Show of force: Big Ben steals Brady's script and the show
Steelers rise to top of AFC with 2-way dominance as long spell of frustration vs. Patriots comes to end
October 31, 2011 8:00 AM
Matt Freed /Post-Gazette
A Steelers fan cheers on his team as they take the field against the Patriots Sunday.
Pittsburgh Steelers quarterback Ben Roethlisberger drops back to pass against the Patriots.
By Ed Bouchette Pittsburgh Post-Gazette
The Steelers took a page out of New England's book, leaned heavily on Ben Roethlisberger's passing game and stymied the NFL's best offense with a defense that seems to improve the more starters it loses.
They used all that to finally force a stake through Tom Brady's heart for only the second time in 10 years and to do so in a convincing manner that the 25-17 score might not reflect.
It does not make up for two stunning victories by New England on the same field in two AFC championship games, but the Steelers fourth consecutive victory launched them into the top spot in the AFC with a 6-2 record, leaping over New England, which slipped to 5-2 after scoring its fewest points in a game since November.
Brady's dominance of the Steelers ended at least for this game as he managed to complete 24 of 35 attempts for an unBrady-like 198 yards against a defense that played man-to-man coverage most of the day and rarely blitzed. It was Brady's lowest total this season.
Roethlisberger put up Brady-like stats, completing 36 of 50 passes for 365 yards.
"Who cares about the past?" safety Ryan Clark said of the 10-year history of the Steelers mostly banging their heads against the wall when it came to Brady and the Patriots. "It was about here. It was about now. It was about today, and today we wanted to win this game."
The Steelers took control early by running to a 10-0 lead after their first two possessions and never lost it. Their defense, which lost LaMarr Woodley to a hamstring injury in the third quarter, held the Patriots to their fewest total yards this season (213). Their previous low, 371 vs. Dallas.
New England lost for the second time in Heinz Field, and the first in seven seasons.
"These guys are not gods, these guys are no super heroes, they can be beat," said Mike Wallace, one of nine receivers who caught passes from Roethlisberger. "People act like this game is so big. It's nothing, just another game, just like we beat Arizona last week, we beat them this week."
Roethlisberger threw touchdown passes to Mewelde Moore and Antonio Brown, Shaun Suisham kicked field goals of 33, 21 and 23 yards -- all coming after drives bogged down inside the 10.
Brady threw a 2-yard touchdown pass to Deion Branch in the second quarter after linebacker Gary Guyton intercepted Roethlisberger and returned it to the 8. Stephen Gostkowski kicked a 46-yard field goal and missed another, and it stood, 23-10, in the fourth quarter before the Patriots made a mad dash to try to get back into it.
Brady completed a 1-yard pass to tight end Aaron Hernandez with 2:35 left to close the gap to six. New England's onside-kick attempt failed because the ball did not travel far enough. The game virtually ended when Brett Keisel strip-sacked Brady, and the ball shot through the end zone for a safety with 8 seconds left.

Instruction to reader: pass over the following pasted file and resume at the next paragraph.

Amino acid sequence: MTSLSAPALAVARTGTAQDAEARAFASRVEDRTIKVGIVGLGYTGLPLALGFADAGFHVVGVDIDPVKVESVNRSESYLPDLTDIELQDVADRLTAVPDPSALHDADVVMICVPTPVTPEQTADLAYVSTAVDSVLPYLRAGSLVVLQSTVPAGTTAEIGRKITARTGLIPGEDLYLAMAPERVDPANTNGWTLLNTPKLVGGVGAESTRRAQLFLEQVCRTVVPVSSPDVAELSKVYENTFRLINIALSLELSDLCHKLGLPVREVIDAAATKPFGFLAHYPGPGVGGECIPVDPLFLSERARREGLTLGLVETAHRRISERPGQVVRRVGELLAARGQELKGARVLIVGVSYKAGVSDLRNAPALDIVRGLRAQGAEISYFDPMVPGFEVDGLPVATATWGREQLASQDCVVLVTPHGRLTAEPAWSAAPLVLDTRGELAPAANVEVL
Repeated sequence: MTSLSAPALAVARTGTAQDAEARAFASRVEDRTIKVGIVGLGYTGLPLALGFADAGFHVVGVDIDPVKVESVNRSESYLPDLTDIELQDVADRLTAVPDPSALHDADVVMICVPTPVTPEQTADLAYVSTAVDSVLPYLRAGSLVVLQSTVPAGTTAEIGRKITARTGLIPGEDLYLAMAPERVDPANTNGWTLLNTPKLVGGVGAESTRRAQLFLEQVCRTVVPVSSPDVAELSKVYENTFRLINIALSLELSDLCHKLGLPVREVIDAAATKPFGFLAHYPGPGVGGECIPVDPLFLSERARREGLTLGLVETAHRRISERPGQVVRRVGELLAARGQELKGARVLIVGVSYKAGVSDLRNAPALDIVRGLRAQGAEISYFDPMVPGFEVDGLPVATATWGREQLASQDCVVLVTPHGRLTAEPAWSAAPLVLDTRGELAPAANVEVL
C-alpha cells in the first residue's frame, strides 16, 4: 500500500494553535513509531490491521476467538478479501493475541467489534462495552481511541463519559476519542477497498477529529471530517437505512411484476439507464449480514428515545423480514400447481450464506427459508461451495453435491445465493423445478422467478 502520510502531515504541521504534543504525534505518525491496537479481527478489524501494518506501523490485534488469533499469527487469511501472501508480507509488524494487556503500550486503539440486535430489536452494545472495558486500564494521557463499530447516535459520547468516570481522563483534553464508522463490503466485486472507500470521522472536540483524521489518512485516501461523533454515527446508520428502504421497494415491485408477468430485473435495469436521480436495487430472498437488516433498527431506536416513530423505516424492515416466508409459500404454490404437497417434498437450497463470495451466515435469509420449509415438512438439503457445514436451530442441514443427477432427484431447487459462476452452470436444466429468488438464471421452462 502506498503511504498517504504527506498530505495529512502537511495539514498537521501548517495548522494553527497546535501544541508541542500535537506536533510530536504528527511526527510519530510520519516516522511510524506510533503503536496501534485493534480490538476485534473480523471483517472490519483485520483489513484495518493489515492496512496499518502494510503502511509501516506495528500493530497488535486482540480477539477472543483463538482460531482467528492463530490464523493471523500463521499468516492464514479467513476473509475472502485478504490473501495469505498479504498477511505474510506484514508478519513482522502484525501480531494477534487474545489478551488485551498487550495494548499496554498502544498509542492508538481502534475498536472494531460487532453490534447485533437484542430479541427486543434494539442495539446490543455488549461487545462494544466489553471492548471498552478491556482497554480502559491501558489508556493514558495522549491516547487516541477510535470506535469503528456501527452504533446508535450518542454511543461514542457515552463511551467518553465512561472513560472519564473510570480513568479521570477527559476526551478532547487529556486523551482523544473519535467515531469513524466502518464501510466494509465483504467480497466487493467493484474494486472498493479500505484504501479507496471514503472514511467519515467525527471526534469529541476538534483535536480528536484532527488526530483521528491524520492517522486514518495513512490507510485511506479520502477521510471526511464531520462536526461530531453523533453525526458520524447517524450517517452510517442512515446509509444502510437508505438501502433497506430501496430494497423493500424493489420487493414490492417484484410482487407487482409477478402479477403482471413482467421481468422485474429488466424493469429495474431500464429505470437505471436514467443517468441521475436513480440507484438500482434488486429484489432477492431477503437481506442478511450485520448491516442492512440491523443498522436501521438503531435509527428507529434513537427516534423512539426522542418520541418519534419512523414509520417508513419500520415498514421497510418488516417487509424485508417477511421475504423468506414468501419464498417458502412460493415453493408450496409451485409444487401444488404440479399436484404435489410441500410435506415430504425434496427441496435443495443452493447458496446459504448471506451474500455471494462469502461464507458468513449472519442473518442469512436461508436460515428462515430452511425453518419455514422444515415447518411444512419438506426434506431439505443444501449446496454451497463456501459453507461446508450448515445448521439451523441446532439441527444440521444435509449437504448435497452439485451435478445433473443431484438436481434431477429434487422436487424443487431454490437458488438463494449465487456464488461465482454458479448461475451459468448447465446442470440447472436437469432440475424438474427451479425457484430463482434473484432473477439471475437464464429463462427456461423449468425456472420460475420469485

"It's a huge step," claimed linebacker Lawrence Timmons. "The New England Patriots have [coach Bill] Belichick and Brady. This is a team that contends in the AFC every year and goes to the championship or the Super Bowl."
The Steelers bludgeoned the Patriots in yards, 427-213, in first downs, 29-19, in third-down conversions (10-3) and in possessing the ball, nearly 2-1 in time.
Yet it remained relatively close where it counted because the Steelers again lost in turnovers, 1-0, and because they had trouble scoring touchdowns once they moved inside the 10.
"We love when our offense is out there," said Woodley, who likely will not play Sunday against Baltimore. "We love when we get three-and-outs and get off the field fast. Their defense gets a little tired, and it gives our offense a little bit of time to [score]."
The Steelers went right after New England, which won the toss but decided to defer its choice. They thanked the Patriots by driving downfield to score first on Roethlisberger's 5-yard, third-down pass to Moore.
Heath Miller caught six of his seven receptions (for a team-high 85 yards) on the first two drives as Roethlisberger beat the New England blitz with quick, crisp passes.
"I thought our Pro Bowl tight end did a great job, just looking hot when it was hot, kind of feeling out zones when they gave it to us," Roethlisberger said. "It opens up Heath underneath, and I know he had a great game. he is Mr. Dependable."
He was not the only one as the Steelers offense kicked into high gear and Roethlisberger had his second consecutive 300-yard game for only the second time in his career.
"We came in with the game plan of throwing the ball," Roethlisberger said.
That was evident rather quickly, and, by halftime, the Steelers had only eight runs from scrimmage from their backs compared to 32 attempts by Roethlisberger, two sacks and one quarterback sneak.
Brown, who led the Steelers with nine receptions, said, "We came out [when] they deferred the ball and came out like 'Right now.' We didn't want to wait and be lackadaisical and let them get on top of us. We got on top. But we finished. That's more important."
They have finished four consecutive times after opening the season at a shaky 2-2, including a 35-7 loss at Baltimore in the opener. They have steadily improved on offense and defense and they can look up this morning and find themselves right back where they belong at 6-2.
It is the fifth consecutive season they have reached the halfway point under coach Mike Tomlin at 6-2.